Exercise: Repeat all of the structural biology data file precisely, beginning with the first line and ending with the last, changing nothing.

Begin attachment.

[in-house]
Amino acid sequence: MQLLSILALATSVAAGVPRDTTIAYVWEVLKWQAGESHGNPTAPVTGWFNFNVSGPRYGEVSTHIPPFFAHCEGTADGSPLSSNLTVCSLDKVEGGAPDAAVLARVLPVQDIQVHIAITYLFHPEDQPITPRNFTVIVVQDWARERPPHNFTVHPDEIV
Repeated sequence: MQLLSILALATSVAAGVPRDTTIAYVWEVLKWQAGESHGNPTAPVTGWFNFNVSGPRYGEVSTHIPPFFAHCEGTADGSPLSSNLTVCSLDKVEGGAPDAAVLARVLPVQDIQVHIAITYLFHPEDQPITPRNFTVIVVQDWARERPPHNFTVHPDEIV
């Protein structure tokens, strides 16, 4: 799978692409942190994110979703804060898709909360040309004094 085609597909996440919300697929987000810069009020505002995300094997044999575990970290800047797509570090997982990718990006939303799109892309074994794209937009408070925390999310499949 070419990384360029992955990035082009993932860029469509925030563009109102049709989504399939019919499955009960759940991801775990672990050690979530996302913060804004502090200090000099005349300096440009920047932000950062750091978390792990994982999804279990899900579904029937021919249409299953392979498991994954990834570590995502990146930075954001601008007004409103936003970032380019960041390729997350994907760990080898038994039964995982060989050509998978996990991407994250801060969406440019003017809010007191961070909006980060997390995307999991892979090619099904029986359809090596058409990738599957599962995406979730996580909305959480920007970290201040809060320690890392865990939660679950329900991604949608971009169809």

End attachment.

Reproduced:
[in-house]
Amino acid sequence: MQLLSILALATSVAAGVPRDTTIAYVWEVLKWQAGESHGNPTAPVTGWFNFNVSGPRYGEVSTHIPPFFAHCEGTADGSPLSSNLTVCSLDKVEGGAPDAAVLARVLPVQDIQVHIAITYLFHPEDQPITPRNFTVIVVQDWARERPPHNFTVHPDEIV
Repeated sequence: MQLLSILALATSVAAGVPRDTTIAYVWEVLKWQAGESHGNPTAPVTGWFNFNVSGPRYGEVSTHIPPFFAHCEGTADGSPLSSNLTVCSLDKVEGGAPDAAVLARVLPVQDIQVHIAITYLFHPEDQPITPRNFTVIVVQDWARERPPHNFTVHPDEIV
């Protein structure tokens, strides 16, 4: 799978692409942190994110979703804060898709909360040309004094 085609597909996440919300697929987000810069009020505002995300094997044999575990970290800047797509570090997982990718990006939303799109892309074994794209937009408070925390999310499949 070419990384360029992955990035082009993932860029469509925030563009109102049709989504399939019919499955009960759940991801775990672990050690979530996302913060804004502090200090000099005349300096440009920047932000950062750091978390792990994982999804279990899900579904029937021919249409299953392979498991994954990834570590995502990146930075954001601008007004409103936003970032380019960041390729997350994907760990080898038994039964995982060989050509998978996990991407994250801060969406440019003017809010007191961070909006980060997390995307999991892979090619099904029986359809090596058409990738599957599962995406979730996580909305959480920007970290201040809060320690890392865990939660679950329900991604949608971009169809």